If there’s one thing that we know for sure about the Universe Boss, it’s that nothing is assured.
Who knows he might have a great ODI series like the one he had earlier in the year while staging his comeback to ODI cricket against the best ODI team in the world, England. The conditions would be ideal for him to play his own brand of cricket and as he’s said himself, it’s not the end.
There are high chances that he stretches himself long enough till the T20 World Cup where the Caribbean would be seen defending their title. Chris Gayle would play an instrumental role and maybe, just maybe he might add yet another feather to his already very decorated hat.
4. Shoaib Malik
Shoaib Malik. (Photo Source: Twitter)
Owing to his ordinary performances in the 50 over format and in the recently concluded World Cup, where he made only three appearances which yielded a meagre 8 runs with two ducks, he’s decided to call it a day as far as the ODI format is concerned, but he’s said he’d continue with to play the T20 format as long as he can.
What works for the 37-year-old is his experience of playing in various T20 leagues around the world, with and against many cricketers that would provide him with an edge when he donned the Pakistan colours for the T20 World Cup next year.
In 111 T20 internationals for Pakistan, he’s among the all-time top run-getters in the T20I format, with 2263 runs at an average above 30 and a strike rate just under 125. All these numbers augur well for the only international player, along with only Chris Gayle, among all others, to still be playing after making their debut in the previous millennium. Pakistan is the top-ranked T20 team for quite some time now.
It’s a good mix of youth and experience for the T20 World Cup that could well be the last appearance for Shoaib Malik in Pakistan colours.
5. Angelo Mathews
Angelo Mathews. (Photo Source: Twitter)
A lot has not been going well for former Sri Lanka captain of all formats — Angelo Mathews when once he’d even gone to the extent of threatening to retire after in his words, he was made the scapegoat for all the problems pertaining to Sri Lankan cricket’s very ordinary performances in the past few years post the Sanga-Mahela saga.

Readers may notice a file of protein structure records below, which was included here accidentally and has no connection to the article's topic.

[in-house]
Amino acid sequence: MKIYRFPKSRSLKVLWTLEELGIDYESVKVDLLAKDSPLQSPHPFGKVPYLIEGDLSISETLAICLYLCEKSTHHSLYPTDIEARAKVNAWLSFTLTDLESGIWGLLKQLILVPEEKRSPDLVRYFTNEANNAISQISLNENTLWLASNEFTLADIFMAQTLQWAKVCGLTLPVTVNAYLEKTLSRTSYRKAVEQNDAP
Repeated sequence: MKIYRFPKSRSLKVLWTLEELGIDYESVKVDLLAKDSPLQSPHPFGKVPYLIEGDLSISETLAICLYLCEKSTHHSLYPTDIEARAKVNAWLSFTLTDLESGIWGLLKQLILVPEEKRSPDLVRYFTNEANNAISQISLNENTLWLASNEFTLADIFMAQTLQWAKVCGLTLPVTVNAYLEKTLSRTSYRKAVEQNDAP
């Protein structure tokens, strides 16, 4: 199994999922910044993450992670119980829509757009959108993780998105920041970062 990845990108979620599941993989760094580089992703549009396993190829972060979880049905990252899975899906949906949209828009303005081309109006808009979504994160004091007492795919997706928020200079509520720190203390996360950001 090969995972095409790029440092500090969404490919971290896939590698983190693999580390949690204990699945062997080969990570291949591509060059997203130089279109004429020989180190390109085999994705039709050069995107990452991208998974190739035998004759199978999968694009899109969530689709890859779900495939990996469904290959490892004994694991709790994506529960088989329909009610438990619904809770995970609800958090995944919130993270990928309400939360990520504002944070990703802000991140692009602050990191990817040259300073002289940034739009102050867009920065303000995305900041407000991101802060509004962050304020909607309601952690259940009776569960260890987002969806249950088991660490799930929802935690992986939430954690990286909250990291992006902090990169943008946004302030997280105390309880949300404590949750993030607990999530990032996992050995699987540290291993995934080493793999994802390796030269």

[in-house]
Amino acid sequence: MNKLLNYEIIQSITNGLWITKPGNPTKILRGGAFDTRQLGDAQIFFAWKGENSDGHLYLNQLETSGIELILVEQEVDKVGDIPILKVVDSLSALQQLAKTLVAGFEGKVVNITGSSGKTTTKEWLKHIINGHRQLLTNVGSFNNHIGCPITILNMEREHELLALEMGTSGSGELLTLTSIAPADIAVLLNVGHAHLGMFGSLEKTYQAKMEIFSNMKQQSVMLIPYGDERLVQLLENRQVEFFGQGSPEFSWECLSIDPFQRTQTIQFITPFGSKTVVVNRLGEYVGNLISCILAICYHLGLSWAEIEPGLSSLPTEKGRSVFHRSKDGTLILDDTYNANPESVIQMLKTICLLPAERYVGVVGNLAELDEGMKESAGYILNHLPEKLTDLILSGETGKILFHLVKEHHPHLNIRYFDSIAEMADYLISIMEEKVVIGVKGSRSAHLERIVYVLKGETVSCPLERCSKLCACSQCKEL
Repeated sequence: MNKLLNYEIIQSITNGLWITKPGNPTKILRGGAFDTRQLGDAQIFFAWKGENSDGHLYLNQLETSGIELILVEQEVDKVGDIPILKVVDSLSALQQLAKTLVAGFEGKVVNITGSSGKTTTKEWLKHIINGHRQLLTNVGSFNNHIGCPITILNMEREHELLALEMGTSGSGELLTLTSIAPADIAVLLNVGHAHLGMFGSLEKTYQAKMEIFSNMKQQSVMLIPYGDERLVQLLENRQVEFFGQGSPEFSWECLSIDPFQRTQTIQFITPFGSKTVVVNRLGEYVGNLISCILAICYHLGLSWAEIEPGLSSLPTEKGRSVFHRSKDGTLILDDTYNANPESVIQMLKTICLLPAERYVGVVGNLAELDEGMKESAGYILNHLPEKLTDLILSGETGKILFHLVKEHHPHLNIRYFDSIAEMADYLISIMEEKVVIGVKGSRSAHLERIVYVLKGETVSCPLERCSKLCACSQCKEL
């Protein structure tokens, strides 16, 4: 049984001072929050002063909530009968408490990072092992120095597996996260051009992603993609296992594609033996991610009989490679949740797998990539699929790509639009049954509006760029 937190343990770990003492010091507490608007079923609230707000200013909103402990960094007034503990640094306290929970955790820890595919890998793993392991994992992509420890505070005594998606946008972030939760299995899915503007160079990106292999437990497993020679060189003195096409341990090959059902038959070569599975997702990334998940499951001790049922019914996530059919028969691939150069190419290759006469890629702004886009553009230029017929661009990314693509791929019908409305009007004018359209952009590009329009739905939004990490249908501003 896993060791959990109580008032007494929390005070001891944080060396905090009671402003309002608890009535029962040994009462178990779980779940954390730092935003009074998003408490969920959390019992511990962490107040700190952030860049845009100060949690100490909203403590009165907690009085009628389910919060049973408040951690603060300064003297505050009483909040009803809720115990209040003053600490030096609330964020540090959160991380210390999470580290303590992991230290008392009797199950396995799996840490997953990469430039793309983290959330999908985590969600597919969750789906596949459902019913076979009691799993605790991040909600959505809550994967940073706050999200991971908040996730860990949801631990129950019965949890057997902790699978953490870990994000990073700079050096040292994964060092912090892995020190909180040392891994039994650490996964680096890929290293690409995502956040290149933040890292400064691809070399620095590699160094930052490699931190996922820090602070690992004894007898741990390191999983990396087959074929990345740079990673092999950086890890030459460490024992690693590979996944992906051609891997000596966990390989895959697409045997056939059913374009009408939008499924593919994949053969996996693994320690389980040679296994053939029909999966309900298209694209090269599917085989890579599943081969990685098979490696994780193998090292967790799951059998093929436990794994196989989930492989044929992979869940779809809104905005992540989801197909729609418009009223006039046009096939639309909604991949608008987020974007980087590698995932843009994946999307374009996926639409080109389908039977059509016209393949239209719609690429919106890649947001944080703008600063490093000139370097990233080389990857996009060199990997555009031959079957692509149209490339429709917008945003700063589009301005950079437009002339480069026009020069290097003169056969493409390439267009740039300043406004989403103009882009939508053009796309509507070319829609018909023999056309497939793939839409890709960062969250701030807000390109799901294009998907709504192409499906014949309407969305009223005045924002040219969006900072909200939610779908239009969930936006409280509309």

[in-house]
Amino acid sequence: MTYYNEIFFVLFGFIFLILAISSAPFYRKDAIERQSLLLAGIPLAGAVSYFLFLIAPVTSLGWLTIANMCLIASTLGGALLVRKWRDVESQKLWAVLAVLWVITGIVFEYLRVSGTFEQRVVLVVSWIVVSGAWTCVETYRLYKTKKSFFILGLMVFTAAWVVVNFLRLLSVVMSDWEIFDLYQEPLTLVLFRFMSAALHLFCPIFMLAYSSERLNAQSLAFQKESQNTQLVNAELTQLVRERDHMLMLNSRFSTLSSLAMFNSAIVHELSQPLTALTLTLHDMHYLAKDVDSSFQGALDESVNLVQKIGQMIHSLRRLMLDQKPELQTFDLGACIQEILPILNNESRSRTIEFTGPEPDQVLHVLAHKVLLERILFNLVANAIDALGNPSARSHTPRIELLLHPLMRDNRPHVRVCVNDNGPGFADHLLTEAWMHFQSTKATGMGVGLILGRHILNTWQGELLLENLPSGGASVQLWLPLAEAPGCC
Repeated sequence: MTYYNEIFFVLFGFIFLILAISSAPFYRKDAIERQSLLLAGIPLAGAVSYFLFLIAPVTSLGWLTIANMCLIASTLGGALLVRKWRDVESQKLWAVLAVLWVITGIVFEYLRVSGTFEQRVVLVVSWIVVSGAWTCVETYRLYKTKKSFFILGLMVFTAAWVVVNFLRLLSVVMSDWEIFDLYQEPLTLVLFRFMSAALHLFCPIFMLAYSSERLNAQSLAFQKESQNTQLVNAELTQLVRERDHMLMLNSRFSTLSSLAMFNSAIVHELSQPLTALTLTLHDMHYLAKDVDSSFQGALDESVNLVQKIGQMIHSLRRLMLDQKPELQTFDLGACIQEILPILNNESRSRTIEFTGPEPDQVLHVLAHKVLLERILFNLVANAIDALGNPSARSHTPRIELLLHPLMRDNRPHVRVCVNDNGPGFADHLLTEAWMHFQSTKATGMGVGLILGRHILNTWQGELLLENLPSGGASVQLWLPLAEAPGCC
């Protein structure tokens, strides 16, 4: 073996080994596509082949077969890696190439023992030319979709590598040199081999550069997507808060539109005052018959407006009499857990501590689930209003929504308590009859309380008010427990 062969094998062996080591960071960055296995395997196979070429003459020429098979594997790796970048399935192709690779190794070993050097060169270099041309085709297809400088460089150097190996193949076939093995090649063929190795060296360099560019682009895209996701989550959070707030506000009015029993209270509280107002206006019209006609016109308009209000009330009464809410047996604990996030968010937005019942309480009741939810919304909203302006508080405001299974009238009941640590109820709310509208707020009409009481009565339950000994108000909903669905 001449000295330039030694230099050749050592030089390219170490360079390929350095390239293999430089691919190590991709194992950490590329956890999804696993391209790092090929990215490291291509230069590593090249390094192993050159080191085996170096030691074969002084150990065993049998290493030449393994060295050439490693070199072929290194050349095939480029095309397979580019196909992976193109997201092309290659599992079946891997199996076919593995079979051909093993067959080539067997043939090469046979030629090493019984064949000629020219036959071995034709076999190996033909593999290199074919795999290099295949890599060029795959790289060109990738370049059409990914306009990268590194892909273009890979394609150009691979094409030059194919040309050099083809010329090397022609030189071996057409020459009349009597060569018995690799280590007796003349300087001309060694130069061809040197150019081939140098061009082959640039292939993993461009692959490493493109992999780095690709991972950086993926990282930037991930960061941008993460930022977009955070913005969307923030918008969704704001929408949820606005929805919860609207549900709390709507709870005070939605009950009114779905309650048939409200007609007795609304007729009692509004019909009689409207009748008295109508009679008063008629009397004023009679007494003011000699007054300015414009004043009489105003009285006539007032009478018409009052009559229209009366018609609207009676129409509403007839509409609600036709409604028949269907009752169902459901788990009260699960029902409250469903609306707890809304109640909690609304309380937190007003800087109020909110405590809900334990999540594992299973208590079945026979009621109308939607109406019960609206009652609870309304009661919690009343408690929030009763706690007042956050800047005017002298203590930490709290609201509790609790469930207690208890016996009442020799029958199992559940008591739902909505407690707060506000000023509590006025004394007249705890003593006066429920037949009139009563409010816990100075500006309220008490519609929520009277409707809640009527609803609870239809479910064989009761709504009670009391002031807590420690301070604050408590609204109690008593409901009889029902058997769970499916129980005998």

He managed just 131 runs in the World Cup 2019 with just one fifty in six visits to the crease. Not only has he said that he has no retirement plans post the World Cup, but he’s also mentioned that he’s looking forward to reinventing himself as a cricketer by opting to bowl again, something that he’d not done for the past few years. Being the senior-most member of a team that’s going through one of it’s most rough transition periods, Angelo Mathews needs to take the onus on himself to lead with an example for the youngsters to follow.
In 72 T20 appearances for the island nation, he has scored more than 1000 runs at a strike rate of 118.14, an aspect of his game that he needs to work upon to flourish in the shortest format of the game. His economy is a miserly 6.82 in T20 internationals that would help his case of bowling.
Similar to the farewell that Kumar Sangakkara and Mahela Jayawardene was given when the team had won the T20 World Cup in 2014, Angelo Mathews would hope his team to go far in their next year campaign as well. Only then will Angelo Mathews feel the team is replete to take the Sri Lankan legacy forward if he chooses to hang his boots.
~ Written by Dwaipayan Mukherjee
- World Cup
- Chris Gayle
- Faf du Plessis
- Ross Taylor
- Shoaib Malik
- New Zealand
- South Africa
- Sri Lanka
- West Indies
SportsInfo offers cricket, soccer, kabaddi, tennis, badminton, racing, basketball and other sports news, articles, videos, live coverage & live scores, player rankings & team rankings. Also, offers minute details of any match along with live commentary.